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Unformatted text preview: MATH 304, Fall 2011 Linear Algebra Help sessions:
The Math 304/309/311/323 Help Session will be
held on MW from 7:3010:00pm and on TR from
6:309:00 p.m., BLOC 160
Homework assignment #3
(due Thursday, September 22)
All problems are from Leon’s book (8th edition). Section 2.1: 3b, 3c, 3d, 3e, 3f, 3g
Section 2.2: 3f, 4, 7c, 7d MATH 304
Linear Algebra
Lecture 6:
Transpose of a matrix.
Determinants. Transpose of a matrix
Deﬁnition. Given a matrix A, the transpose of A,
denoted AT , is the matrix whose rows are columns
of A (and whose columns are rows of A). That is,
if A = (aij ) then AT = (bij ), where bij = aji . 14
T
123
Examples.
= 2 5 ,
456
36 T
7
T
47
47
8 = (7, 8, 9),
=
.
70
70
9 Properties of transposes:
• (AT )T = A
• (A + B )T = AT + B T
• (rA)T = rAT
• (AB )T = B T AT
• (A1 A2 . . . Ak )T = AT . . . AT AT
21
k
• (A−1)T = (AT )−1 Deﬁnition. A square matrix A is said to be
symmetric if AT = A.
For example, any diagonal matrix is symmetric.
Proposition For any square matrix A the matrices
B = AAT and C = A + AT are symmetric.
Proof:
B T = (AAT )T = (AT )T AT = AAT = B ,
C T = (A + AT )T = AT + (AT )T = AT + A = C . Determinants
Determinant is a scalar assigned to each square matrix.
Notation. The determinant of a matrix
A = (aij )1≤i ,j ≤n is denoted det A or
a11 a12
a21 a22
.
.
.
.
.
.
an1 an2 . . . a1n
. . . a2n
... . .
.
.
. . . ann Principal property: det A = 0 if and only if a
system of linear equations with the coeﬃcient
matrix A has a unique solution. Equivalently,
det A = 0 if and only if the matrix A is invertible. Deﬁnition in low dimensions
Deﬁnition. det (a) = a, ab
= ad − bc ,
cd a11 a12 a13
a21 a22 a23 = a11a22 a33 + a12a23a31 + a13a21a32 −
a31 a32 a33
−a13a22a31 − a12 a21a33 − a11a23 a32. +: −: * ∗
∗ ∗ ∗
* ∗
*
∗
∗
*
∗ ∗
∗ ∗ , ∗
*
* *
∗ ∗ , *
∗
∗ *
∗
∗
*
∗
∗ ∗ * , ∗ ∗ ∗ , * ∗
*
∗ ∗
∗
* *
∗
∗ ∗
∗
* * ∗ .
∗ ∗ * .
∗ Examples: 2×2 matrices
10
= 1,
01
−2 5
= − 6,
03 30
= − 12,
0 −4
70
= 14,
52 0 −1
= 1,
10 00
= 0,
41 −1 3
= 0,
−1 3 21
= 0.
84 Examples: 3×3 matrices
3 −2 0
1 0 1 = 3 · 0 · 0 + (−2) · 1 · (−2) + 0 · 1 · 3 −
−2 3 0
− 0 · 0 · (−2) − (−2) · 1 · 0 − 3 · 1 · 3 = 4 − 9 = −5,
146
0 2 5 =1·2·3+4·5·0+6·0·0−
003
− 6 · 2 · 0 − 4 · 0 · 3 − 1 · 5 · 0 = 1 · 2 · 3 = 6. General deﬁnition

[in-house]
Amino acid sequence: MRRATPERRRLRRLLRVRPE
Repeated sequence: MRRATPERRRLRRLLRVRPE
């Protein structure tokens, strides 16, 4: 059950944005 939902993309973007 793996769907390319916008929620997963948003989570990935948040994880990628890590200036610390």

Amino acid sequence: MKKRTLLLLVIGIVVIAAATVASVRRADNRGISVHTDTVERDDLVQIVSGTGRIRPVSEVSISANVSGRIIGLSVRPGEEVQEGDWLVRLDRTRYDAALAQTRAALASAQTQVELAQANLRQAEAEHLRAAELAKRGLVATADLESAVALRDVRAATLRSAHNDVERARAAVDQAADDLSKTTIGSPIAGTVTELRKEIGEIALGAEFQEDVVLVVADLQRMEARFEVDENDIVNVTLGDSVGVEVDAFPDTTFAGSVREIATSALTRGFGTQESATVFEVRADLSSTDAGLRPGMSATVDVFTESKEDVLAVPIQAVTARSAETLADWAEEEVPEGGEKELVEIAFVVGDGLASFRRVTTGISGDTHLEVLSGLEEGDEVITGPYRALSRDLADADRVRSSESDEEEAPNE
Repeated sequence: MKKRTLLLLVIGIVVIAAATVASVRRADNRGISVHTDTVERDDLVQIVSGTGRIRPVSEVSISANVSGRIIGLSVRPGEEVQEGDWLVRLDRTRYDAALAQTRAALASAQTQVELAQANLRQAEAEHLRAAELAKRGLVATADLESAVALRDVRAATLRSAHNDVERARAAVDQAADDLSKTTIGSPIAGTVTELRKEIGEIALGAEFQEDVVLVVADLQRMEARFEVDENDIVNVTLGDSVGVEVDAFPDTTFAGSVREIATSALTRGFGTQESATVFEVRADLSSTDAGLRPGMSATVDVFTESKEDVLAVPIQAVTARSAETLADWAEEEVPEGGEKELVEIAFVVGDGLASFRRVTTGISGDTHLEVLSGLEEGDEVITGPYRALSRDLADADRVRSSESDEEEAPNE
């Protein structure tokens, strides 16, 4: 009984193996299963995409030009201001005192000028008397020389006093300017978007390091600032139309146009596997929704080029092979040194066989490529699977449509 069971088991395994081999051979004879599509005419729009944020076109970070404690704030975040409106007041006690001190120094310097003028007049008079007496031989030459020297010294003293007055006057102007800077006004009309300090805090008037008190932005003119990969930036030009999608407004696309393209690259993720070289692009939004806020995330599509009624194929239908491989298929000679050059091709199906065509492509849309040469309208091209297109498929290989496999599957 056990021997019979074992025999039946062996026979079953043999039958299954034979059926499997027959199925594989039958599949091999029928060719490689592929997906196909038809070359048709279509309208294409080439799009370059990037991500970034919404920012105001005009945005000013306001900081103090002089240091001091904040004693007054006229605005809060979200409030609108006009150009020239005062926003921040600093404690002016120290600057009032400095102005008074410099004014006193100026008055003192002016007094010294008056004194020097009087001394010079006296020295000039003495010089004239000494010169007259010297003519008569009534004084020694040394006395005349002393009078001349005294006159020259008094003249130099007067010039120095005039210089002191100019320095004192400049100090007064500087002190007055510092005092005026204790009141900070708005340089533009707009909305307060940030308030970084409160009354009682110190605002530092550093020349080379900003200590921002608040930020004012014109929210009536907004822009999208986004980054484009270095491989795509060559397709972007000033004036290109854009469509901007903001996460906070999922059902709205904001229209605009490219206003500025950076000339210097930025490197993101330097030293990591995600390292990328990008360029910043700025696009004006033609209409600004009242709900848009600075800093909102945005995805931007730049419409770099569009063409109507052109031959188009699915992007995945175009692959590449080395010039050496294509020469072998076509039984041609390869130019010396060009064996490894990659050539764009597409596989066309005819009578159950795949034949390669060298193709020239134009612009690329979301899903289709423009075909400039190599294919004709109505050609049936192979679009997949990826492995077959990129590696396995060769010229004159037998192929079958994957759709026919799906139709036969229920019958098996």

The general deﬁnition of the determinant is quite
complicated as there is no simple explicit formula.
There are several approaches to deﬁning determinants.
Approach 1 (original): an explicit (but very
complicated) formula.
Approach 2 (axiomatic): we formulate
properties that the determinant should have.
Approach 3 (inductive): the determinant of an
n×n matrix is deﬁned in terms of determinants of
certain (n − 1)×(n − 1) matrices. Mn (R): the set of n×n matrices with real entries.
Theorem There exists a unique function
det : Mn (R) → R (called the determinant) with the
following properties:
• if a row of a matrix is multiplied by a scalar r ,
the determinant is also multiplied by r ;
• if we add a row of a matrix multiplied by a scalar
to another row, the determinant remains the same;
• if we interchange two rows of a matrix, the
determinant changes its sign;
• det I = 1. Corollary 1 Suppose A is a square matrix and B is
obtained from A applying elementary row operations.
Then det A = 0 if and only if det B = 0.
Corollary 2 det B = 0 whenever the matrix B has
a zero row.
Hint: Multiply the zero row by the zero scalar. Corollary 3 det A = 0 if and only if the matrix A
is not invertible.
Idea of the proof: Let B be the reduced row echelon form of
A. If A is invertible then B = I ; otherwise B has a zero row. Row echelon form of a square matrix A: ∗ ∗ ∗ ∗ ∗ ∗ ∗ ∗ ∗ ∗ ∗ ∗ ∗ ∗ ∗ ∗ ∗ ∗ ∗ ∗ ∗ det A = 0 ∗ ∗ ∗ ∗ ∗ ∗ ∗ ∗ ∗ ∗ ∗ ∗ ∗ ∗ ∗ ∗ ∗ ∗ det A = 0 3 −2 0
Example. A = 1 0 1, det A =?
−2 3 0
In the previous lecture we have transformed the
matrix A into the identity matrix using elementary
row operations:
•
•
•
•
•
•
•